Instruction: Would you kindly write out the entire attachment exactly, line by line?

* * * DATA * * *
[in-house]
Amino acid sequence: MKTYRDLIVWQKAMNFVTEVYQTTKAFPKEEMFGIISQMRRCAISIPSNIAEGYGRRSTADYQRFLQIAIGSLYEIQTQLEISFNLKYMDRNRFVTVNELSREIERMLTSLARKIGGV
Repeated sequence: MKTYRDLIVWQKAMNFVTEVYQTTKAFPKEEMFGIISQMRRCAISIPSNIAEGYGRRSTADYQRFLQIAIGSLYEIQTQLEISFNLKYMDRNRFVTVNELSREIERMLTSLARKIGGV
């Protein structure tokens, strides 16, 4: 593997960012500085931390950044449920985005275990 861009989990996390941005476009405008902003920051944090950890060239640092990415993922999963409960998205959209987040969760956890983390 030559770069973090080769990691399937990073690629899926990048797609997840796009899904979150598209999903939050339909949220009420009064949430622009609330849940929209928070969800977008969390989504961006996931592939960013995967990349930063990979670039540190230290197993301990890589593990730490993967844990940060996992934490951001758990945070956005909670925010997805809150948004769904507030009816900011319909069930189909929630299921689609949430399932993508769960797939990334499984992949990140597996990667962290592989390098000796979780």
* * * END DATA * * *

[in-house]
Amino acid sequence: MKTYRDLIVWQKAMNFVTEVYQTTKAFPKEEMFGIISQMRRCAISIPSNIAEGYGRRSTADYQRFLQIAIGSLYEIQTQLEISFNLKYMDRNRFVTVNELSREIERMLTSLARKIGGV
Repeated sequence: MKTYRDLIVWQKAMNFVTEVYQTTKAFPKEEMFGIISQMRRCAISIPSNIAEGYGRRSTADYQRFLQIAIGSLYEIQTQLEISFNLKYMDRNRFVTVNELSREIERMLTSLARKIGGV
């Protein structure tokens, strides 16, 4: 593997960012500085931390950044449920985005275990 861009989990996390941005476009405008902003920051944090950890060239640092990415993922999963409960998205959209987040969760956890983390 030559770069973090080769990691399937990073690629899926990048797609997840796009899904979150598209999903939050339909949220009420009064949430622009609330849940929209928070969800977008969390989504961006996931592939960013995967990349930063990979670039540190230290197993301990890589593990730490993967844990940060996992934490951001758990945070956005909670925010997805809150948004769904507030009816900011319909069930189909929630299921689609949430399932993508769960797939990334499984992949990140597996990667962290592989390098000796979780």